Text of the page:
Jimmy Savile, the late British entertainer, allegedly committed 214 offenses, including 34 rapes, between 1995 and 2009, says a police report. Jimmy Savile, was a TV and radio personality who died in October 2011.
(AP Photo/John Redman, File)
The late entertainer Jimmy Savile committed more than 200 sex crimes over more than half a century, with most victims children and teens assaulted the length and breadth of Britain, from TV studios to hospitals and even a hospice, a police report said Friday.
Detectives said the scale of Savile's sex abuse was "unprecedented in the U.K." They have recorded 214 offenses allegedly committed by Savile between 1995 and 2009, including 34 rapes, on victims aged 8 to 47. In all, 450 people have come forward with information about abuse by the late TV presenter.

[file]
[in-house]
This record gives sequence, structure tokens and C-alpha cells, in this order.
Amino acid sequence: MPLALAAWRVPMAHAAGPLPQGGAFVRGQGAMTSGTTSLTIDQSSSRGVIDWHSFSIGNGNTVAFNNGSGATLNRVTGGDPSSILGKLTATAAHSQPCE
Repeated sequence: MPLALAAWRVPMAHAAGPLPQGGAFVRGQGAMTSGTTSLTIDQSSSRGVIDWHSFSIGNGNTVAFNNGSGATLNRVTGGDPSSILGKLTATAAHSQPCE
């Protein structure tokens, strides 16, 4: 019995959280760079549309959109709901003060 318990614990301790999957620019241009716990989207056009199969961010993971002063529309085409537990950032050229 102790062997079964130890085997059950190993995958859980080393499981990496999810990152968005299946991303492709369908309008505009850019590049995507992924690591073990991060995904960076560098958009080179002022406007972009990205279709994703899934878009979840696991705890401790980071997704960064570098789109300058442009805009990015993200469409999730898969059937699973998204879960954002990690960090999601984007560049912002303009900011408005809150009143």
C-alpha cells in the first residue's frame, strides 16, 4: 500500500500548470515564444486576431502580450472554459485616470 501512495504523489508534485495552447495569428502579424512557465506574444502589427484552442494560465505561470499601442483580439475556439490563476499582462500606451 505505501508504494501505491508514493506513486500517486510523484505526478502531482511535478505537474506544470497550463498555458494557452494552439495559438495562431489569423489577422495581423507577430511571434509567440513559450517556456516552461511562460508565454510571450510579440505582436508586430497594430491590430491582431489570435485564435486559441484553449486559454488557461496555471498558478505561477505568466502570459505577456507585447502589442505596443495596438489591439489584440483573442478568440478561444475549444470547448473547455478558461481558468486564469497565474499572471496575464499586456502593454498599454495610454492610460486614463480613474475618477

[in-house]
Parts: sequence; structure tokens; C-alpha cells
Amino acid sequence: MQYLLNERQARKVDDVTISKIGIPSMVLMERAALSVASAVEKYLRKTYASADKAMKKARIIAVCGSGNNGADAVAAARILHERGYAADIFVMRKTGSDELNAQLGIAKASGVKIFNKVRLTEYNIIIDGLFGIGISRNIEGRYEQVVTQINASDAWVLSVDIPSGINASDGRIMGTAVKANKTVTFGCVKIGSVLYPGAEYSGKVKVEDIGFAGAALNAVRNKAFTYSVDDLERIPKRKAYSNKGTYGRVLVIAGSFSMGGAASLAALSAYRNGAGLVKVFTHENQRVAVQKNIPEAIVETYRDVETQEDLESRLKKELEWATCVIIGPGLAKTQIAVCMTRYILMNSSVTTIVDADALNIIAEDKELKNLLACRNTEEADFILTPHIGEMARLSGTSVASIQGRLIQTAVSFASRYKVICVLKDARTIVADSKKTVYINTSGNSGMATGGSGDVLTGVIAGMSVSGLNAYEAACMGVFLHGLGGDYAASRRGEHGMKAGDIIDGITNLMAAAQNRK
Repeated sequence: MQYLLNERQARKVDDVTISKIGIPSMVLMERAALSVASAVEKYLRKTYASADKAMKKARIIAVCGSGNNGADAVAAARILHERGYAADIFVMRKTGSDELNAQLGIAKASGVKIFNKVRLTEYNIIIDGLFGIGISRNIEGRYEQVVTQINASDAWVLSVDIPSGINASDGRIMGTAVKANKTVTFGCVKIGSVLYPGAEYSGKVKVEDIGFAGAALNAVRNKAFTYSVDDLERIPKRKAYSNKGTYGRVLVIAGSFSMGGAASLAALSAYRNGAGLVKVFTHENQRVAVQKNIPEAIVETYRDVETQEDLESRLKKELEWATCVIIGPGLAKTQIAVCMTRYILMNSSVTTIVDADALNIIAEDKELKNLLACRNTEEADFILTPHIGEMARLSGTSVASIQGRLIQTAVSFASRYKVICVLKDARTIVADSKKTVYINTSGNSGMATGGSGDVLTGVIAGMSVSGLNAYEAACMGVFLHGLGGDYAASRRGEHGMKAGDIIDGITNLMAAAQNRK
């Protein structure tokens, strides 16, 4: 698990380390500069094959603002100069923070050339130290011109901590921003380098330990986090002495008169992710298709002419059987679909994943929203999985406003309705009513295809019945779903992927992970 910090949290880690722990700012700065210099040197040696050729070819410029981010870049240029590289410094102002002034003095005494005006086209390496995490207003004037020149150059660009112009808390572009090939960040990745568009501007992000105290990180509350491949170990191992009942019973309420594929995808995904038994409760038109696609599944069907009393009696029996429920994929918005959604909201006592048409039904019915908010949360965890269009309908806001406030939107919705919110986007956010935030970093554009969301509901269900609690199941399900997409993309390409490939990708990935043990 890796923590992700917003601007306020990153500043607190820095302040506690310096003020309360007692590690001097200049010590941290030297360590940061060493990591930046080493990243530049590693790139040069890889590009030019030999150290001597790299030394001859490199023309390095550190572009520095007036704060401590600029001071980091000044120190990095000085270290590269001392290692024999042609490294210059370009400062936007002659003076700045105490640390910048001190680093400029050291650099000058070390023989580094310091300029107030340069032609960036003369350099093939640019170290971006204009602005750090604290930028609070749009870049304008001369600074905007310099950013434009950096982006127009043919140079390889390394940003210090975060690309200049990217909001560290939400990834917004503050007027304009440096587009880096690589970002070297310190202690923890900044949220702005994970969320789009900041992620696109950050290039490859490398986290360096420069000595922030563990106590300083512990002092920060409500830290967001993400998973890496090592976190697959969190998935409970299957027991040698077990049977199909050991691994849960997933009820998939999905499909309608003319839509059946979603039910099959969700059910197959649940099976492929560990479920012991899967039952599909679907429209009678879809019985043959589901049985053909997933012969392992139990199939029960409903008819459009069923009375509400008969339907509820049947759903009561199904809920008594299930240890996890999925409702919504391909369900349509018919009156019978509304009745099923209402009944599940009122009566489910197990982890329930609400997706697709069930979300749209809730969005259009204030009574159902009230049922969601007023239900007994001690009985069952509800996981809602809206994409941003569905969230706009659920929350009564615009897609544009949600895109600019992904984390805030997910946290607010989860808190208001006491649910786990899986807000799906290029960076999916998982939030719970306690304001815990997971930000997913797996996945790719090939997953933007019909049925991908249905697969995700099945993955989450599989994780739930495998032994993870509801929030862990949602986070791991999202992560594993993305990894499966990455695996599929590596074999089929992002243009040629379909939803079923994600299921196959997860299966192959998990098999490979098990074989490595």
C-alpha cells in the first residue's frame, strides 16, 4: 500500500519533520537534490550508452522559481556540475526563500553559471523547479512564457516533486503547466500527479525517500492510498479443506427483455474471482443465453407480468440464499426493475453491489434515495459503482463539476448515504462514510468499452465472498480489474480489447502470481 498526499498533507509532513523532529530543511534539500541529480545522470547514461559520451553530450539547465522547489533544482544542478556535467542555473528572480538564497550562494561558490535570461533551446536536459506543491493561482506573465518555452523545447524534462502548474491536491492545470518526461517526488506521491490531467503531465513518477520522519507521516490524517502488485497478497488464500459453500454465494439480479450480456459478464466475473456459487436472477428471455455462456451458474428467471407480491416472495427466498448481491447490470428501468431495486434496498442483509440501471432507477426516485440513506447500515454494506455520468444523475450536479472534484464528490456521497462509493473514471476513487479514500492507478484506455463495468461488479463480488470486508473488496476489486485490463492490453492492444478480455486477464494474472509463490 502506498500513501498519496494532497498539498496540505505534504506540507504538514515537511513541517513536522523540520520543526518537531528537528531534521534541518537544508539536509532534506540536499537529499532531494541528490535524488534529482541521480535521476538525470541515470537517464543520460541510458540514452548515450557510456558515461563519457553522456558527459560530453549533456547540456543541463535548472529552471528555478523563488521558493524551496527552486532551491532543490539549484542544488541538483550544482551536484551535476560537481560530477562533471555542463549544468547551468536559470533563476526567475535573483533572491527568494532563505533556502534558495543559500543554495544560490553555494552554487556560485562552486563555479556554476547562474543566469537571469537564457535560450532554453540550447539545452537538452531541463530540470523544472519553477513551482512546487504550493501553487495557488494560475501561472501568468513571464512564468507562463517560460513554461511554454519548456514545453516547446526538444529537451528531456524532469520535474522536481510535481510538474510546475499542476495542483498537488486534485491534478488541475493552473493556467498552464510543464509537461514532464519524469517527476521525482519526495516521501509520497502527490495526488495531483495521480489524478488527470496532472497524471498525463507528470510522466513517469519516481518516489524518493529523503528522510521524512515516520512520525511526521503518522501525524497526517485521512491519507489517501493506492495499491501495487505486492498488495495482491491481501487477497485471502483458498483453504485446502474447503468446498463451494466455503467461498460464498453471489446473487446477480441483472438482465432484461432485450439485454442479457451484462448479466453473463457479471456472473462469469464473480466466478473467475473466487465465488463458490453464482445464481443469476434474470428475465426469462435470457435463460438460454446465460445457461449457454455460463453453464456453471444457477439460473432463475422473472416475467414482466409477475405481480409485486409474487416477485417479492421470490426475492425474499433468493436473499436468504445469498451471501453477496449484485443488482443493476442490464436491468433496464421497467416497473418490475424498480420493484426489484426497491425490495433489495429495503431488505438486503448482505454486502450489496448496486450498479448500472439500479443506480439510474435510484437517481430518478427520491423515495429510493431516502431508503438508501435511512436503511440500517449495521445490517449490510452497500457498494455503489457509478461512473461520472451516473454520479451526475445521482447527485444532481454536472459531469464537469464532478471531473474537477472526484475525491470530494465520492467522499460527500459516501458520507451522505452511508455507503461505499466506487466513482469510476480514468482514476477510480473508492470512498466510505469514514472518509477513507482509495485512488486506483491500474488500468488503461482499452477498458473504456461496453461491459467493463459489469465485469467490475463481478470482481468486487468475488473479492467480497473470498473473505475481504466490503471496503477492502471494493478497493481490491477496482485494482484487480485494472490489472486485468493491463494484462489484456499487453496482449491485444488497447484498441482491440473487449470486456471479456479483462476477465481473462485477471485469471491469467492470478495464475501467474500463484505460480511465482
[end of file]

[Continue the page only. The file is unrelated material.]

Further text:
The number of Savile's crimes is likely to rise further as more victims' reports are officially recorded, said Detective Superintendent David Gray, the chief investigating police officer.
The catalog of abuse is the fullest accounting yet of the allegations against Savile, a TV and radio personality who died in October 2011 at age 84. Savile's elaborate funeral reflected his career as a popular entertainer and tireless charity worker, but a documentary broadcast late last year pulled the mask away, claiming that he was a serial sex offender who traded on his celebrity to prey on vulnerable children.
"This whole sordid affair has demonstrated the tragic consequences of what happens when vulnerability collides with power," said Commander Peter Spindler, head of the police specialist crime unit.
A report summarizing the three-month police investigation said Savile's victims ranged from a 10-year-old boy who said he was sexually assaulted after he asked for an autograph to children who were groped when they attended tapings of the music show "Top of the Pops," and pupils at a school for troubled girls who were allegedly offered cigarettes and trips in Savile's car in return for sex.
Police said Savile used his celebrity status to "hide in plain sight," winning the trust of institutions and targeting vulnerable individuals unlikely to speak out against him.